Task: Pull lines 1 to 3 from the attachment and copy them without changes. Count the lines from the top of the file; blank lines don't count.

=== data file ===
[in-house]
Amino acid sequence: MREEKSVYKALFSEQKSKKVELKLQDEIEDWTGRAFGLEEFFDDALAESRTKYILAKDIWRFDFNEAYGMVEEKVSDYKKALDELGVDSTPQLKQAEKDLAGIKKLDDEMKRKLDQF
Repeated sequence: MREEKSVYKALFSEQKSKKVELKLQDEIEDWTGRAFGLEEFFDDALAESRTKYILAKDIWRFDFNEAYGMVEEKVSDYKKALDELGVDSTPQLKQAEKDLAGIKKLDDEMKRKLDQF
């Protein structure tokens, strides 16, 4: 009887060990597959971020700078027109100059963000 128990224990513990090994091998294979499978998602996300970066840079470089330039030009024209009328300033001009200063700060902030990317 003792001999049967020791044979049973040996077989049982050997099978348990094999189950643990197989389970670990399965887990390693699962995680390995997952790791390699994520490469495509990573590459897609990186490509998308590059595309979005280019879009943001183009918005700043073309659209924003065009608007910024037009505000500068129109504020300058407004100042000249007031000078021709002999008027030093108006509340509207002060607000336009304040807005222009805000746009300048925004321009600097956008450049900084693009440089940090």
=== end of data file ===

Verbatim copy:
[in-house]
Amino acid sequence: MREEKSVYKALFSEQKSKKVELKLQDEIEDWTGRAFGLEEFFDDALAESRTKYILAKDIWRFDFNEAYGMVEEKVSDYKKALDELGVDSTPQLKQAEKDLAGIKKLDDEMKRKLDQF
Repeated sequence: MREEKSVYKALFSEQKSKKVELKLQDEIEDWTGRAFGLEEFFDDALAESRTKYILAKDIWRFDFNEAYGMVEEKVSDYKKALDELGVDSTPQLKQAEKDLAGIKKLDDEMKRKLDQF